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Associated Press: “Pled Guilty” is Becoming Less Wrong

Last week, we discussed a watershed moment in the English language: A major dictionary recognized in approval the use of “they” in the third person singular. For a lawyer who doesn’t like saying “his or her” in their legal blog all the time, now they can feel justified in using “they.”

But that wasn’t the only significant change that could impact how lawyers and marketers write legal blogs. Another significant development has a special place in every lawyer’s lexicon: The rise of the phrase “pled guilty.”

Using Pled Guilty or Pleaded Guilty in Legal Blogs


The Public Prefers “Pled Guilty,” But Not By Much

Every lawyer has had a conversation – often with a non-lawyer – that has paused after someone used the word “pled” or “pleaded” right before the word “guilty.”

“Pleaded” sounds somehow off. But lots of people are aware that “pled” is supposedly wrong.

Informal surveys and studies have abounded in the legal field about the common usage to figure out which form was more widely accepted.

The publication Above the Law conducted a reader survey back in 2011, asking “what is your preferred past tense form of the verb ‘plead’?”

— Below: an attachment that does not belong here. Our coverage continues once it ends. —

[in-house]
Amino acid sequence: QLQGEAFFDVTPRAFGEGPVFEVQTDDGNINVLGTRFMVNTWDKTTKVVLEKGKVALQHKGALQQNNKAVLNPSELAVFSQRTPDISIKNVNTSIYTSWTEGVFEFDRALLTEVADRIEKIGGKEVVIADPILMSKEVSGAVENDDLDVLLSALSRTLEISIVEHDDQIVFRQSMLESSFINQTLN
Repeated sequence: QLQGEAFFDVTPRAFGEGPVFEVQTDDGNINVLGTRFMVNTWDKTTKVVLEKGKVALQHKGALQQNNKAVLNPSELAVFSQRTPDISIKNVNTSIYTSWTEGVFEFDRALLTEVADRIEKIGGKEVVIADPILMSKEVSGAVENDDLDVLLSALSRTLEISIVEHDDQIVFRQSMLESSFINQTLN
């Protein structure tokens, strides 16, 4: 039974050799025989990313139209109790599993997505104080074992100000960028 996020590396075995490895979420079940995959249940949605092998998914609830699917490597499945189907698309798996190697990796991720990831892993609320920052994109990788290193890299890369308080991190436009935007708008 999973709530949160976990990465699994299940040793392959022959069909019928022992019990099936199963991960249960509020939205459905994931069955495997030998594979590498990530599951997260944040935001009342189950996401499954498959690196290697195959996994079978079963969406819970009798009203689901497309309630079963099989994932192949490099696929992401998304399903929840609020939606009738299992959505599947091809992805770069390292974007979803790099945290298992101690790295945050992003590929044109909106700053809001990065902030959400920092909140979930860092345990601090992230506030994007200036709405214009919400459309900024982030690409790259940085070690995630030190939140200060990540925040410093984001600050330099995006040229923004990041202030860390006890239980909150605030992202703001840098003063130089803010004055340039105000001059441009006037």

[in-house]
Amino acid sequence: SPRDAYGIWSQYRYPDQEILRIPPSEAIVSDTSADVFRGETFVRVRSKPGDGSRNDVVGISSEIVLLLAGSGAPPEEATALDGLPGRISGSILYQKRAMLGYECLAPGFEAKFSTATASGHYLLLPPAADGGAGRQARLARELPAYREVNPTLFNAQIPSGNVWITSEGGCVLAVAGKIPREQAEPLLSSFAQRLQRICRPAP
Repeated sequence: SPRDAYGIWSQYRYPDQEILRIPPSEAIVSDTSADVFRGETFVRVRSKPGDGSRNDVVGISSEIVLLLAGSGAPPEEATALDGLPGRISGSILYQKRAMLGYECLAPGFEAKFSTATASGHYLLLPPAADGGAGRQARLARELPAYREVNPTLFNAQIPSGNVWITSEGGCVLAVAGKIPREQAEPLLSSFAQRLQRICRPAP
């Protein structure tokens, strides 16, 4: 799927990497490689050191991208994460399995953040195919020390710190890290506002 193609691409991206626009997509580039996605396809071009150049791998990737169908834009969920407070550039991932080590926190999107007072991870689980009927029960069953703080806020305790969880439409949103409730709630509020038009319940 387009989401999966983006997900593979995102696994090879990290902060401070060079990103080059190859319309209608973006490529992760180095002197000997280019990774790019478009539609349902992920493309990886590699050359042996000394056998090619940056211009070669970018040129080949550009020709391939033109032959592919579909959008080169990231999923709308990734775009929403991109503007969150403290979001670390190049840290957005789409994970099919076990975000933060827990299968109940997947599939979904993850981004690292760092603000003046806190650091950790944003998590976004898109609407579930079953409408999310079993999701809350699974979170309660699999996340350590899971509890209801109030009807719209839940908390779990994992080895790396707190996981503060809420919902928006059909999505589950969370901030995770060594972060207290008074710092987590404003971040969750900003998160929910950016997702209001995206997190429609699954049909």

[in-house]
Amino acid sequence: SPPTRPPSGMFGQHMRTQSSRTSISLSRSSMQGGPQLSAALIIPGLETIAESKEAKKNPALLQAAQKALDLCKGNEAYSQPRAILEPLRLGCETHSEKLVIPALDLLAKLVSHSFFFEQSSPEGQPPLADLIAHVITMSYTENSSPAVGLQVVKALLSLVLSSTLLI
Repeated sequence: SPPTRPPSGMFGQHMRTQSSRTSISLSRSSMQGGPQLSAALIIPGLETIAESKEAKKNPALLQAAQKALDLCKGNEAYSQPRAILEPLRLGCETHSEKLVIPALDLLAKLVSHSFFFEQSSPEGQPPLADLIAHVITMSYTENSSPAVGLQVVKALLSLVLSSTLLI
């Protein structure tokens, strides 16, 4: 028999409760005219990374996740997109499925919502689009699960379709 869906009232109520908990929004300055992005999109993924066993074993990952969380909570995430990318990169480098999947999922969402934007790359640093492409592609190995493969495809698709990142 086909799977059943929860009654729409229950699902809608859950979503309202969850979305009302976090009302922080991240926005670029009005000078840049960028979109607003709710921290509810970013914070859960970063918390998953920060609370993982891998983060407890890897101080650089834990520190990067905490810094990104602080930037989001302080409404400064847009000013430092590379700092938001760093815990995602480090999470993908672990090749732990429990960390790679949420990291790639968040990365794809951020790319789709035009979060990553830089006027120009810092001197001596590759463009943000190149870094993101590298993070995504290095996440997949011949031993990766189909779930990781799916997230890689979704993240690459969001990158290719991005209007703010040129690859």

Focusing more on the legal field, Eugene Volokh did a quick Westlaw search for documents that used the phrases “pled guilty” and “pleaded guilty.” The results:

Both suggest a subtle tilt towards using the verb form “pled.”

Literary Gatekeepers Insist the Correct Form is “Pleaded”

Editors and style guides, though, have long insisted that “pled guilty” is incorrect. The AP Stylebook has been especially adamant:

The Chicago Manual of Style, in its lengthy glossary of problematic words and phrases, agrees that writers should “avoid pled.”

The AP Stylebook is Buckling Under Pressure

A little over a week ago, though, the AP Stylebook made an announcement. In an email to its online subscribers, editors pointed out an update to its “pleaded guilty” entry: The Stylebook no longer advised against using the “colloquial” word “pled.”

While the retraction is a landmark step towards an outright acceptance of “pled guilty,” the AP’s tweets show a slow walk back. Back in 2015, they firmly stated “do not use the colloquial past test form, pled.” In 2018, they were advising against it. Now, they’re no longer advising against it, though they still think “pleaded” is proper.

What this Means for Your Legal Blog

The AP’s evolving stance actually adds some ambiguity to legal blogging. The reality is that your choice of form doesn’t matter as much as it used to. Around half of the public uses one form, while the other half uses the other, and editors are becoming less judgmental. If there’s one takeaway, it’s that you shouldn’t be sweating over it.